Academic journal article Indian Journal of Positive Psychology

Comparison between Social Anxiety, Fear of Negative Evaluation and Irrational Beliefs in Male and Female Students of Ninth Grade in Fasa in Academic Year 2017-2018

Academic journal article Indian Journal of Positive Psychology

Comparison between Social Anxiety, Fear of Negative Evaluation and Irrational Beliefs in Male and Female Students of Ninth Grade in Fasa in Academic Year 2017-2018

Article excerpt

Adolescence is usually associated with an increase in independence by a parent or legal guardian and less supervision, unlike preadolescence. At this age, adolescents are preparing to enter a larger community that can be anxious for the teenager, so as researchers acknowledge that having healthy social connections is one of the most important components of a healthy personality. All theories and psychology schools have discussed the importance of social communication, so that in some theories, as in the theory of Sullivan interpersonal relationships, the foundations of this view are interpersonal relations, namely, Mo'yidfar, Aghamohammadian, and Tabatabaei (2007). Despite the prevalence and severity of this disorder, the research conducted in this field did not fully understand the root cause of social anxiety, and each of them considered it as a factor. Evidence suggests that an agent alone does not determine the behavior of individuals. But many factors play a role in creating and shaping behavior, and most human behaviors are multi-agent. One of the factors that seem to be overwhelmed with this anxiety is fear of negative evaluation, and the other is illogical beliefs. Albert Ellis's rational-emotional-behavioral theory is one of the cognitive theories that introduce a variety of irrational beliefs as the main cause of human problems. Ellis roots many discomforts as human behavioral and mental disorders in a variety of irrational beliefs and beliefs about the world around them (Abadi & Nasseri, 2015). Eleven thoughts or irrational beliefs, or the eleven principles of Ellis (1970) are: the expectation of confirming others from excessive expectations, blaming oneself and others, responding to helplessness with the failure of emotional irresponsibility, distressing attention, avoiding the problem of helpless attachment Against change and perfectionism (Motamedin & Ebadi, 2008). Individuals with anxiety disorder often behave in a manner that avoids exposing others to negative assessments. For example, these people appear to be more serious and diligent in carrying out those assignments than ordinary people when they believe their efforts to do boring and repetitive assignments are confirmed by others (Watson & Freund, 1969). Ultimately, these people are more sensitive to the choice of positive phrases in their relationships with others-especially in face-to-face conversations (Lori, 1983; quoted from Gravand et al., 2011). According to research findings, these individuals are identified with biases in the following: Negative interpretation of external social events Detection of negative responses from others Concentration of attention between external processing and self-centered processing Use of internal information to build Amindset about how others look like a reminder of negative information about their functions, as well as a variety of post-event processing and failure predictions before confronting the situation. Patients with this disorder often face the frightening social situation during the confrontation and even after confronting the rumination about their failure and how they are seen from others, and this rumination of thought leads to anxiety in them. In addition, avoiding horrific situations in anxiety disorders leads to failure in discovering things that are not dangerous. Also, the finer forms of protective behaviors in patients with social phobia, such as avoiding self-disclosure to the opposite side, negatively affect the response of others, and this leads to a negative reaction to the social response (Mahmoudi et al., 2010). In addition, avoiding horrific situations in anxiety disorders leads to failure in discovering things that are not dangerous. Also, the more subtle forms of protective behaviors in patients with social phobia, such as avoiding self-disclosure to the opposite side, negatively affect the response of others and this leads to a negative reaction to the social response (Mahmoudi et al. …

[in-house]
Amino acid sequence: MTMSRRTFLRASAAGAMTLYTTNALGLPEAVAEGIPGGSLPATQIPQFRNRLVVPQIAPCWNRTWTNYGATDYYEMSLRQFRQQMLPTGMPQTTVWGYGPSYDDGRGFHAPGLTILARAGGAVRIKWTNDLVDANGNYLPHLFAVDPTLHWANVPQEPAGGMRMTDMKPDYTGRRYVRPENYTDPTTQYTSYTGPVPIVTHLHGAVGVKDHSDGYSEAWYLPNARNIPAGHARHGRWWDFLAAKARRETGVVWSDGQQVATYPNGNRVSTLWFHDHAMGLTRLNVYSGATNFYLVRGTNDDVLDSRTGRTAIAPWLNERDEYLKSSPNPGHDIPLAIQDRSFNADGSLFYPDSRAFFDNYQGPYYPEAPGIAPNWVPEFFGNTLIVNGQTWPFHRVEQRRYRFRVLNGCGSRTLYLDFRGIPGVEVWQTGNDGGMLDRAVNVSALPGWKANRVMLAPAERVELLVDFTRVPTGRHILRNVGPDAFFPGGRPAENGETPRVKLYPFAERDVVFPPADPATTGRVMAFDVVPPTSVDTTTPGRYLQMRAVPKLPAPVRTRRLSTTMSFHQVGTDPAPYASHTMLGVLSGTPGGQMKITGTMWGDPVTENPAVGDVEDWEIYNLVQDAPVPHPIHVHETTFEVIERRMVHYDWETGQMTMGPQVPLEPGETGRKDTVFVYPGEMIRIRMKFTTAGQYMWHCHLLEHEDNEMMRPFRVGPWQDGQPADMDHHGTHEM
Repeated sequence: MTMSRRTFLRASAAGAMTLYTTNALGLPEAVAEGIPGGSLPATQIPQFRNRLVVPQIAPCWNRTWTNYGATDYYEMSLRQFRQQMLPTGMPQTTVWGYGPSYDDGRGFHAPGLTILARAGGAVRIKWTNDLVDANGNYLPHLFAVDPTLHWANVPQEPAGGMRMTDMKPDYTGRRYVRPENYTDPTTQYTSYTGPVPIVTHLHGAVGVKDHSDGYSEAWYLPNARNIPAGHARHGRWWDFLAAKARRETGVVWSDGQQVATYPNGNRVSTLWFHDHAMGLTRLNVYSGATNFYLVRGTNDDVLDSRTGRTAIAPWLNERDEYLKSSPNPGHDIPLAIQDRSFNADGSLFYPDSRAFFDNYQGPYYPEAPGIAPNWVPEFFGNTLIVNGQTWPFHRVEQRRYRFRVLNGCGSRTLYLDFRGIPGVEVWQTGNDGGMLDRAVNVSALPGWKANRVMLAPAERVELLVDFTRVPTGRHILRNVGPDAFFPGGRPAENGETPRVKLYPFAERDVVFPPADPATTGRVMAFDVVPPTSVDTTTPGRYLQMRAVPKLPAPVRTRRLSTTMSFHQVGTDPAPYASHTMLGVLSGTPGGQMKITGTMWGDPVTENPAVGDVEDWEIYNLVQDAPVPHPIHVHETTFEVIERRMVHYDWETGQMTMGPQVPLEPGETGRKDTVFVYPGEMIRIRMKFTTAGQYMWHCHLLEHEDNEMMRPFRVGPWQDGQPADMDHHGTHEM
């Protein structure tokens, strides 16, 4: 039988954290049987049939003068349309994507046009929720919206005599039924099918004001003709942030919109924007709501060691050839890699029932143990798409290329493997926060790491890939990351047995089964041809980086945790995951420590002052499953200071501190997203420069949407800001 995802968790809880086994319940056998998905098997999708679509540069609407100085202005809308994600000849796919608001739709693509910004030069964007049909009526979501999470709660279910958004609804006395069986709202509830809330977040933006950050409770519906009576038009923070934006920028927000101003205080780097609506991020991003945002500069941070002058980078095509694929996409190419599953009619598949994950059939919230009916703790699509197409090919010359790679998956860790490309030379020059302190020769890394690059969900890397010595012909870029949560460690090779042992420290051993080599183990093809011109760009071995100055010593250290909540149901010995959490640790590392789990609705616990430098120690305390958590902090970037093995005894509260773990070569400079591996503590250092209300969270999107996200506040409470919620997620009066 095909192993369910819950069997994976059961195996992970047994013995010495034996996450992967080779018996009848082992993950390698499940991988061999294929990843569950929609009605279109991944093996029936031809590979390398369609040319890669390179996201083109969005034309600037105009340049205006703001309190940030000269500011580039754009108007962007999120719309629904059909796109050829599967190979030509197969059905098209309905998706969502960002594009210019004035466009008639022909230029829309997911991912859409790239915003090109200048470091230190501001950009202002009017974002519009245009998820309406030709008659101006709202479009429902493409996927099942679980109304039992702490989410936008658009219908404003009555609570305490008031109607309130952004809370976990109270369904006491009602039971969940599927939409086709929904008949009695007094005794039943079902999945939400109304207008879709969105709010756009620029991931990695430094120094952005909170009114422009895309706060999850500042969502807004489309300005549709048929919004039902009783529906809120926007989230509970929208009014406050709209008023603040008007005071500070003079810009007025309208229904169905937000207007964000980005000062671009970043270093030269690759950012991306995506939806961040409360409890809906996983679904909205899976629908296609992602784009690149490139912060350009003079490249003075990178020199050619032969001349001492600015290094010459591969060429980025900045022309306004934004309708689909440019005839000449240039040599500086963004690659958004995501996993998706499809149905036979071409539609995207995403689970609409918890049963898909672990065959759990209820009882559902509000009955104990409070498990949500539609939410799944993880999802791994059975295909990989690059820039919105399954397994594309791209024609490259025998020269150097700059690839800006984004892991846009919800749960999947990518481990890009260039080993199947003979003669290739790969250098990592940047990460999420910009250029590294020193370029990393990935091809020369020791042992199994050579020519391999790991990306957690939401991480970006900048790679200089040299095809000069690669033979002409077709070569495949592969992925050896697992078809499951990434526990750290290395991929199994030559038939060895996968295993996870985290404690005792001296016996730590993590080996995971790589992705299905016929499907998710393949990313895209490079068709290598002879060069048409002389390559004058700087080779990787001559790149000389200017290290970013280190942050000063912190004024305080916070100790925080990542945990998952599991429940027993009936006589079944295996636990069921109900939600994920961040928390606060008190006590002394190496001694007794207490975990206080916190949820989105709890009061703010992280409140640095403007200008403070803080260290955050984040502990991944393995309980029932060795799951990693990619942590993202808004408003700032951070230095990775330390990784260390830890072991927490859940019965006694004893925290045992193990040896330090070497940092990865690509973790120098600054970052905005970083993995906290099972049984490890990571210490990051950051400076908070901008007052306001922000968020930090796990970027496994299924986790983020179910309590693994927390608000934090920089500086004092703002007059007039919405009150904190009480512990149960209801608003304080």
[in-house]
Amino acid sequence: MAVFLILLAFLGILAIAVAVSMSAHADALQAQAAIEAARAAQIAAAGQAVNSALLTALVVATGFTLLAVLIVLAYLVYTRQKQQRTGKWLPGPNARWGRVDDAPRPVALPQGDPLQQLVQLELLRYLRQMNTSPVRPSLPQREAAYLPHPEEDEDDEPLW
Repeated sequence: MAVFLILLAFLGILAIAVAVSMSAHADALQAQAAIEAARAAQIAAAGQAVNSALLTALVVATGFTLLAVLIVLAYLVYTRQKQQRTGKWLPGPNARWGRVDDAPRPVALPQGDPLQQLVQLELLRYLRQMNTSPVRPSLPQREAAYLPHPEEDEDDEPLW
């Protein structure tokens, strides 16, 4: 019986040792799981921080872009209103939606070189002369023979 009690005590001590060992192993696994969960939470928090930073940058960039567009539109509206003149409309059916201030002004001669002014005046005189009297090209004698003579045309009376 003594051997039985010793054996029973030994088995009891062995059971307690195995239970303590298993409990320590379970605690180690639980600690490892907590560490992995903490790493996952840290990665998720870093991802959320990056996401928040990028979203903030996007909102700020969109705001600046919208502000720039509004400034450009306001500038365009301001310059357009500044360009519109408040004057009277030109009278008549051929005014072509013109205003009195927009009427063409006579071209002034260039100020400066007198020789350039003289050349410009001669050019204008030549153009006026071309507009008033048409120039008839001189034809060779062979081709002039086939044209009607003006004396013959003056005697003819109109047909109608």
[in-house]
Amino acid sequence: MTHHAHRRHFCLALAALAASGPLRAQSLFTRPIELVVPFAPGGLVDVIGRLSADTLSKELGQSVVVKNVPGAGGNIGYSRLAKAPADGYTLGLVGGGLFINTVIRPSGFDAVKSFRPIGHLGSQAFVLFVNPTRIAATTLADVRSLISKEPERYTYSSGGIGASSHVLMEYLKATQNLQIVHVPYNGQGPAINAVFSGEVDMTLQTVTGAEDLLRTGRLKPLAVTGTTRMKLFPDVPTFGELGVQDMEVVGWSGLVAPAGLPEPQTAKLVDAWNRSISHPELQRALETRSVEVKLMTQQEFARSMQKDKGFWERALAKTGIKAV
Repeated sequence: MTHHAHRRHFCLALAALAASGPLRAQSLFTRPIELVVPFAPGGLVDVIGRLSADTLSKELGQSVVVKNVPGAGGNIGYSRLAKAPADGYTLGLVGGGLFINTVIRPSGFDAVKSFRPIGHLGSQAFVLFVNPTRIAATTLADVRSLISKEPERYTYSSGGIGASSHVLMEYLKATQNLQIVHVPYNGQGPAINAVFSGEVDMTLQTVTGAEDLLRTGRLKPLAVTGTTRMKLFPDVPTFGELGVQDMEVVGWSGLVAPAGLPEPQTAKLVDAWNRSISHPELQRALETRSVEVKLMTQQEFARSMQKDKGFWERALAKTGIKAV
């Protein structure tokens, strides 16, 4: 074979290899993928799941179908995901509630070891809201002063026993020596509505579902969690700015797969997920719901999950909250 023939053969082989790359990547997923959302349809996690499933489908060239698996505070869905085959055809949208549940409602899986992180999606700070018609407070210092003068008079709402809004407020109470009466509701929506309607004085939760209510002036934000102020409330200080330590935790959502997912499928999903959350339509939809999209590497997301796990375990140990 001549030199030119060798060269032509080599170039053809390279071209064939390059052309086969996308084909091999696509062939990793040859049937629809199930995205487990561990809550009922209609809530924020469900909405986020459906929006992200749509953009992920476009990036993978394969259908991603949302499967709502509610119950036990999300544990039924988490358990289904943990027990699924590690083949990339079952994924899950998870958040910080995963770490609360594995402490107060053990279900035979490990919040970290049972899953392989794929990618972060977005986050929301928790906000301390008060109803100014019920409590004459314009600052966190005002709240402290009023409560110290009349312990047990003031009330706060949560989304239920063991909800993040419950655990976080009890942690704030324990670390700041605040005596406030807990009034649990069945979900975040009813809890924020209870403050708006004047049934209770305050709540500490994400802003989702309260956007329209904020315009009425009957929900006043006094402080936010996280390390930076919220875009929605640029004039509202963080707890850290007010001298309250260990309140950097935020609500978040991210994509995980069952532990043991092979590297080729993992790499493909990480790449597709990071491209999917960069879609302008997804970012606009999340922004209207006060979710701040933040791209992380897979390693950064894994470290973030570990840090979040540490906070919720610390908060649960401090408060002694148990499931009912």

Search by... Author
Show... All Results Primary Sources Peer-reviewed

Oops!

An unknown error has occurred. Please click the button below to reload the page. If the problem persists, please try again in a little while.